All pigments have their unique beauty and identity, indeed it is this diversity that offers such enjoyment for the artist. There is no such thing as a bad pigment, just differing attributes.
Once you begin making your first home-made watercolor you will quickly realise that different pigments have different properties. Some are transparent, some opaque, some grainy and some smooth, others stain easily whilst some sit on the surface of the paper. Many refuse to mix while others blend smoothly.
Permanence has got to be one of the most dwelled upon obsessions, and indeed if you imagine yourself immortalised in the parade of great artists after your death you’ll probably be making efforts to use the most enduring materials. But, there is no reason not to accept the inevitable degradations over time – after-all most things degrade – in which case why not splash out on those few UV unstable colours and see what happens.
Realistically most of the pigments sold here will give a good long life. But take some inspiration from the Mughal miniature painters whose techniques of burnishing their pigments and keeping their pictures stored away unless summoned into the light for display, have kept these works in pristine condition for centuries.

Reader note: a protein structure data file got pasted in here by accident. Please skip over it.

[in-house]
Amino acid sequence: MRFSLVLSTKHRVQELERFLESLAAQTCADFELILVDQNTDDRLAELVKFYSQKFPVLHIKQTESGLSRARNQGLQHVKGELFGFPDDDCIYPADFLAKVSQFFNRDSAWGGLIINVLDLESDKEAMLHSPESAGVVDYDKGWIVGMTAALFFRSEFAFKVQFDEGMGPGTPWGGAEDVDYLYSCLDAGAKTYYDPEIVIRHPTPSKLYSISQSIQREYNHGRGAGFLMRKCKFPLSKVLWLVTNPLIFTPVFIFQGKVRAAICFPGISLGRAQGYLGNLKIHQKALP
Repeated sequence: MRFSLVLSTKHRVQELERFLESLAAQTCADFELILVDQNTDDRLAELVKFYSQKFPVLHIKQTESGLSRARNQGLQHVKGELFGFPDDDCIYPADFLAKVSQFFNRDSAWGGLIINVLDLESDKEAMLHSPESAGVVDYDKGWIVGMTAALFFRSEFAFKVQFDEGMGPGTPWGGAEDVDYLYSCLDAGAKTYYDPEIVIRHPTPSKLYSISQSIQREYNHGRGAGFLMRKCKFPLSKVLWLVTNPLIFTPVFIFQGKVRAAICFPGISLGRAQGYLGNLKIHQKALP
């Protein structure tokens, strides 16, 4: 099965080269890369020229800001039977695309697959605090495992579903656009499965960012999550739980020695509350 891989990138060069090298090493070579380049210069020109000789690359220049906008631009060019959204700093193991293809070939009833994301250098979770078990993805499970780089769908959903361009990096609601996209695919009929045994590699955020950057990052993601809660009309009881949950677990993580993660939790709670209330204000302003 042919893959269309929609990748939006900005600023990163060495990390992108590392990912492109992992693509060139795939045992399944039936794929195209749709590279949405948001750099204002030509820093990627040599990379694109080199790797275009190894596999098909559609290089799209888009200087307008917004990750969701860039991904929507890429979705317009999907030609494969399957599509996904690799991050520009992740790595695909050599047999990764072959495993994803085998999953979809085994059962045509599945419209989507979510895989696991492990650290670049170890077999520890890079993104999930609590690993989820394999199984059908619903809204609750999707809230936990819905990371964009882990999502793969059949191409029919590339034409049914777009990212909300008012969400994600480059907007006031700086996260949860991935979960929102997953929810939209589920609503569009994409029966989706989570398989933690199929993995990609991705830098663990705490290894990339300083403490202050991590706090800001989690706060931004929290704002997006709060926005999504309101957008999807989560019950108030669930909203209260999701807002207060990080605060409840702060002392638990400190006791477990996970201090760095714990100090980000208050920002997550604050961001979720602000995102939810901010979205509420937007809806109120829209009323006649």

Tools and materials
A glass muller is used to mix the materials below into a nice smooth paste
Marble or glass slab to grind on
Putty knife – to mix stuff together without getting your paws dirty
Gum Arabic – a binder, purchased as crystals, mixed with very hot water (but not boiled) to a slightly thinner consistency than honey. This is the bulk of the medium used to suspend your powder pigments.
Clove oil – used in the dental world, will make your watercolor smell so nice. Some colors seem to mould more than others. Wet or liquid Ultramarine in a jar too long soon starts to smell. Some drops of clove oil will sort this out, it’s a fungicide.
Glycerin – is a plasticizer, and helps to soften the gum arabic which is quite brittle when it dries
Honey – is a humectant, and helps the paint retain mosture (especially in pan paints), you can also use corn syrup of a combination of the two.
Dextrin is an extender or filler, used to bulk out and thicken the paint without noticeably affecting the color. Dextrin can be made from wheat starch mixed with water.
Ox gall – is a dispersant, for those stubborn pigments that clump and aggregate or hate to mix with water.
Humectant – Mix 2 teaspoon honey in 1 tablespoon corn syrup – alternatively just use one or the other.
Dextrin – if required – dissolve 2 – 1 white wheat starch and boiling water. Stir until smooth.
3 tablespoons gum arabic solution
1 tablespoon glycerin
3 teaspoon humectant
6 drops ox gall
2 drops oil of clove
Refrigerate until needed.
1. Mix a tablespoon of pigment with a little distilled water until the pigment is all moist, then gradually add medium, turning it back and forth into a paste with a palette knife
2. When you have a creamy consistency use your muller to break the pigment aggregates. Keep going until you can’t feel the grinding texture smooth away (it’s a feel thing), add touches of water to keep the mixture moist.
3. Collect the mixture using the palette knife in a porcelain bowl and leave dry. It’s ready to use.